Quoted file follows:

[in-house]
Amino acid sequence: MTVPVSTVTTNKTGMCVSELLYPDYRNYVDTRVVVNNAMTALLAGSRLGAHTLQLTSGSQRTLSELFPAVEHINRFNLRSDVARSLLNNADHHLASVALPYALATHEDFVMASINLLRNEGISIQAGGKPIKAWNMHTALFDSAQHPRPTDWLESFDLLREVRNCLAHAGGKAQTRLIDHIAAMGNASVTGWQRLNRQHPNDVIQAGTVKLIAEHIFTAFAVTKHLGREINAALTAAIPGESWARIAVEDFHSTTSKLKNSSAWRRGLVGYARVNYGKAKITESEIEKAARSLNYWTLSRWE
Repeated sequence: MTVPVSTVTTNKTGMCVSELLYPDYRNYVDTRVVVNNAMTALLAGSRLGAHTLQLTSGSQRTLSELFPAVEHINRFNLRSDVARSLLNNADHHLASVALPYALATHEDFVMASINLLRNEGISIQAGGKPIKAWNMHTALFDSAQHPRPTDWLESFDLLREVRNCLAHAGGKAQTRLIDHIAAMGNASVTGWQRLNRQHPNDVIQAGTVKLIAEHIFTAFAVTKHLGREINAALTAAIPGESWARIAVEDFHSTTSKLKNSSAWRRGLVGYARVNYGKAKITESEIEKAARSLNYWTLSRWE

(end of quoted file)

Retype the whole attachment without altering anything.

[in-house]
Amino acid sequence: MTVPVSTVTTNKTGMCVSELLYPDYRNYVDTRVVVNNAMTALLAGSRLGAHTLQLTSGSQRTLSELFPAVEHINRFNLRSDVARSLLNNADHHLASVALPYALATHEDFVMASINLLRNEGISIQAGGKPIKAWNMHTALFDSAQHPRPTDWLESFDLLREVRNCLAHAGGKAQTRLIDHIAAMGNASVTGWQRLNRQHPNDVIQAGTVKLIAEHIFTAFAVTKHLGREINAALTAAIPGESWARIAVEDFHSTTSKLKNSSAWRRGLVGYARVNYGKAKITESEIEKAARSLNYWTLSRWE
Repeated sequence: MTVPVSTVTTNKTGMCVSELLYPDYRNYVDTRVVVNNAMTALLAGSRLGAHTLQLTSGSQRTLSELFPAVEHINRFNLRSDVARSLLNNADHHLASVALPYALATHEDFVMASINLLRNEGISIQAGGKPIKAWNMHTALFDSAQHPRPTDWLESFDLLREVRNCLAHAGGKAQTRLIDHIAAMGNASVTGWQRLNRQHPNDVIQAGTVKLIAEHIFTAFAVTKHLGREINAALTAAIPGESWARIAVEDFHSTTSKLKNSSAWRRGLVGYARVNYGKAKITESEIEKAARSLNYWTLSRWE